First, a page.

DEFINED-GEOMETRY MICROPARTICLES PRODUCED BY TWO-PHOTON POLYMERISATION FOR SKELETAL APPLICATIONS

Jun 29, 2022, 12:00 PM
10m
Room: S3 B

Room: S3 B

Speaker

Owen, Robert (Regenerative Medicine and Cellular Therapies, School of Pharmacy, University of Nottingham Biodiscovery Institute )

Description

Introduction

Bone graft substitutes are typically provided as ceramic granules. Whilst they have undergone successful clinical implementation, they are not without limitations. These include brittleness, variable resorption rates and a lack of control over the microarchitecture, all of which can lead to poor integration of the graft and fibrous tissue formation at the interface. Porous polymer microparticles can overcome some of these limitations and have seen increased research interest recently due to their potential to deliver cells and therapeutics in a minimally invasive manner. As there is evidence that pore size and shape can be used to control mesenchymal stem cell (MSC) fate, defining the microarchitecture of a particle to include beneficial geometries may be a route by which a reliance on co-administration of exogenous growth factors can be reduced. Tightly controlling microparticle architecture at a length scale relevant to bone cells can only be achieved through high-resolution additive manufacturing techniques such as two-photon polymerisation (2PP). Therefore, here we describe the fabrication of multiple defined-geometry microparticles via 2PP from a range of materials and their subsequent evaluation for cellularisation and osteogenesis.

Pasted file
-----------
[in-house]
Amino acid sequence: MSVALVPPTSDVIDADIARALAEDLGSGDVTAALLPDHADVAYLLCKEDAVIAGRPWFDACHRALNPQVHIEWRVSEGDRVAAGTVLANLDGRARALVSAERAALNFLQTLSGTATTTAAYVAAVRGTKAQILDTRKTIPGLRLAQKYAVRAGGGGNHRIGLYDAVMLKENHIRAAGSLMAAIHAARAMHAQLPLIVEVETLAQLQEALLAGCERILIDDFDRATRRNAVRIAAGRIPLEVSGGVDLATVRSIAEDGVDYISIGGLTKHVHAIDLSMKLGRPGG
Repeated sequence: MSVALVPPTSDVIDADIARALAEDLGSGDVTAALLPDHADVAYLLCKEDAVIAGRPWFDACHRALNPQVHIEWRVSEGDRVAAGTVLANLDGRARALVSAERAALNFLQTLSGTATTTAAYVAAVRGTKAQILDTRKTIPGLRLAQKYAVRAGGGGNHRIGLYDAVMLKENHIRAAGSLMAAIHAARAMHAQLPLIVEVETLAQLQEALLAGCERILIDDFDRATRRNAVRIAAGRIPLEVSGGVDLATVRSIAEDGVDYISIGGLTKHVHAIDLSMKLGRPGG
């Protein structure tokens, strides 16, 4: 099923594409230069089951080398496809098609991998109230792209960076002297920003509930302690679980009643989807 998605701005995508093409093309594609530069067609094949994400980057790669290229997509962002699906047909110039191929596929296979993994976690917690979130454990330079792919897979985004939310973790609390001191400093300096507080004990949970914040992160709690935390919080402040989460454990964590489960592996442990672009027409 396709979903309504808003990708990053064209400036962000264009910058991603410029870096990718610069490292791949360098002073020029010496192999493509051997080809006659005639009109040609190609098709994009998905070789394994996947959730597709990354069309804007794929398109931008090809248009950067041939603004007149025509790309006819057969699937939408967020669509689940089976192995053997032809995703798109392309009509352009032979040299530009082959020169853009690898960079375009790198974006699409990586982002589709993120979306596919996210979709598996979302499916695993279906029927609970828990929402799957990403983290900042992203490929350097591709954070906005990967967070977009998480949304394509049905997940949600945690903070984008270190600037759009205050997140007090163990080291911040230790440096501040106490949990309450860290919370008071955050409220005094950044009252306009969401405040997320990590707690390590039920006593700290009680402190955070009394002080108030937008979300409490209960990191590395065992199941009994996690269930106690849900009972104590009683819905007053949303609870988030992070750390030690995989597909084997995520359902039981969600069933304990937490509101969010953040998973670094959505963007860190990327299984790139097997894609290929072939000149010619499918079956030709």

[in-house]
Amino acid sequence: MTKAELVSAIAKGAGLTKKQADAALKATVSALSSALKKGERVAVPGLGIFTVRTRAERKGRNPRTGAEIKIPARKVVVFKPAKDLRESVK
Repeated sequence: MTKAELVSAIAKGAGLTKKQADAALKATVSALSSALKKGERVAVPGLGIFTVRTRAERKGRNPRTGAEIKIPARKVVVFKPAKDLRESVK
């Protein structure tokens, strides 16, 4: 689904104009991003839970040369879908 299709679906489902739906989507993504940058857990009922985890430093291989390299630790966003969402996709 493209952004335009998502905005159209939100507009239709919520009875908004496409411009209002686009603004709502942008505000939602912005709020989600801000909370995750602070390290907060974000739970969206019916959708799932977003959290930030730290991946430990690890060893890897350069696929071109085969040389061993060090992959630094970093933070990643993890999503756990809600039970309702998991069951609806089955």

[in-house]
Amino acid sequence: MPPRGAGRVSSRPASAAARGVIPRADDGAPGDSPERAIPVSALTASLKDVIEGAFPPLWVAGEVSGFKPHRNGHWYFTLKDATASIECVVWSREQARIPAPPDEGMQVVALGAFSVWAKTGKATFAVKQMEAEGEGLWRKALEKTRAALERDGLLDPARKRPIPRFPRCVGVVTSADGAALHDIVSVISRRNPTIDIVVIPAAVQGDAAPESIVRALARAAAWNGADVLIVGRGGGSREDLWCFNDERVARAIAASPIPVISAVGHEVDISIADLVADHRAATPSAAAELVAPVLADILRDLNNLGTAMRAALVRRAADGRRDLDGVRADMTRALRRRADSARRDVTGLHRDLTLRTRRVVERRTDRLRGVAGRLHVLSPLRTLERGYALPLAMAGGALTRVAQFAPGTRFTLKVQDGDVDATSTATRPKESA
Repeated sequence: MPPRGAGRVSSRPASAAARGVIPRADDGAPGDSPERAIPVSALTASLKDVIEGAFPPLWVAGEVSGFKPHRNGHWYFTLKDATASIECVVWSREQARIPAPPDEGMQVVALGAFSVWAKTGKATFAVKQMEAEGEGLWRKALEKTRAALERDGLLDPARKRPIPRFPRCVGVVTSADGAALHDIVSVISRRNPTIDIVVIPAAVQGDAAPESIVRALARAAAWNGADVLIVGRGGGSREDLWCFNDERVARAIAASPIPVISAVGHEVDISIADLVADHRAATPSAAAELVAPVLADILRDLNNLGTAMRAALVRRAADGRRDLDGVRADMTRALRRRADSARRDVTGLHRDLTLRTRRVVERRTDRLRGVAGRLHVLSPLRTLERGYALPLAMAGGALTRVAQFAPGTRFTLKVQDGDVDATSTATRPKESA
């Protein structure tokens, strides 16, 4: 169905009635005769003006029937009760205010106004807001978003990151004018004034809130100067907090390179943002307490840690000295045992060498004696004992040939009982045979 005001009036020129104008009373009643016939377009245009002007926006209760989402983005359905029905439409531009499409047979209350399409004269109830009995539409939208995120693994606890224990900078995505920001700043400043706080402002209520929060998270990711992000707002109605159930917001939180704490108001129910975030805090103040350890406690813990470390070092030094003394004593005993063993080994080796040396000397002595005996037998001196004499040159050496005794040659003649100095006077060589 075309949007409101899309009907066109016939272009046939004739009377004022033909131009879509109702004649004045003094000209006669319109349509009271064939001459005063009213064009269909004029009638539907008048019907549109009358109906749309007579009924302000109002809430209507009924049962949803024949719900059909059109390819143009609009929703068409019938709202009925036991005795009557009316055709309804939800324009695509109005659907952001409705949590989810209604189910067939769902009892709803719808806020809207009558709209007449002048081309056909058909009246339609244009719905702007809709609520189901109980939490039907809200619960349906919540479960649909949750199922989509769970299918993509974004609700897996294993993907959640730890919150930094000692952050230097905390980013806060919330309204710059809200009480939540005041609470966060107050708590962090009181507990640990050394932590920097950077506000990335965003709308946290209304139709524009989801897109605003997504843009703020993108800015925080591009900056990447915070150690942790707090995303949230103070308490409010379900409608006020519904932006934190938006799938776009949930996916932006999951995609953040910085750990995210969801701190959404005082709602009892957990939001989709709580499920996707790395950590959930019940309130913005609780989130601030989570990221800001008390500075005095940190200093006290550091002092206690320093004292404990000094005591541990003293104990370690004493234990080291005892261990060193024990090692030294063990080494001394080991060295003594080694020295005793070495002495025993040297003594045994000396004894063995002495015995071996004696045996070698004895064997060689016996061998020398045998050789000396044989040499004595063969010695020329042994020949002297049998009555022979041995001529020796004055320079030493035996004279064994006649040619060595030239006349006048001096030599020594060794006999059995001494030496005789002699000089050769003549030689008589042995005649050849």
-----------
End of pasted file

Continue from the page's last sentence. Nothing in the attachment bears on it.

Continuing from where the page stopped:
Method

By cross referencing data from a microarray screen of polymers that promote MSC attachment and the number of acrylate moieties on the precursor monomers, potential photosensitive materials for 2PP were ranked. Processing parameters of the top three candidates were optimised to permit rapid fabrication of complex structures with robust structural integrity. Using designs based on mathematical solids to allow precise definition of geometry, these materials were then fabricated into six different designs of 100 μm diameter defined-geometry porous microparticles, and a solid-sphere microparticle control. To assess amenability to cellularisation, each geometry/chemistry combination (21 total) was fabricated into tessellated 1×1 mm arrays to mimic the close packing of particles that would occur in vivo. Arrays were seeded with three different donors of human bone marrow-derived MSCs (N=3, n=4) and cultured for five days before examination by confocal microscopy. By integrating fluorescence intensity across the height of the arrays, cellularisation could be quantitatively compared.

Results and Discussion

Quantitative analysis of array cellularisation revealed variation in pore shape can modulate cell infiltration even with a constant material chemistry. Particular geometry/chemistry combinations outperformed the solid particle controls, and importantly, certain geometries were observed to have a high degree of cellularisation across all chemistries investigated, indicating an architecture with utility in regenerative medicine. Microparticles which encouraged cell infiltration are currently undergoing screening for synergistic osteogenic effects that may further enhance their performance as bone graft substitutes. In parallel, fabrication of 3D arrays (e.g. 1×1×1 mm) of microparticles for assessment in a small animal model are underway.

In summary, 2PP allows us to incorporate a defined, cell-scale internal geometry within porous polymer microparticles. This work revealed a mathematically definable geometry that promotes MSC infiltration in comparison to a solid polymer microparticle which may be of interest clinically and is currently undergoing further evaluation. </div>

Acknowledgements

We acknowledge funding from the United Kingdom Regenerative Medicine Platform 2 (UKRMP2) [MR/R015651/1] and Next Generation Biomaterials Discovery [EP/N006615/1].

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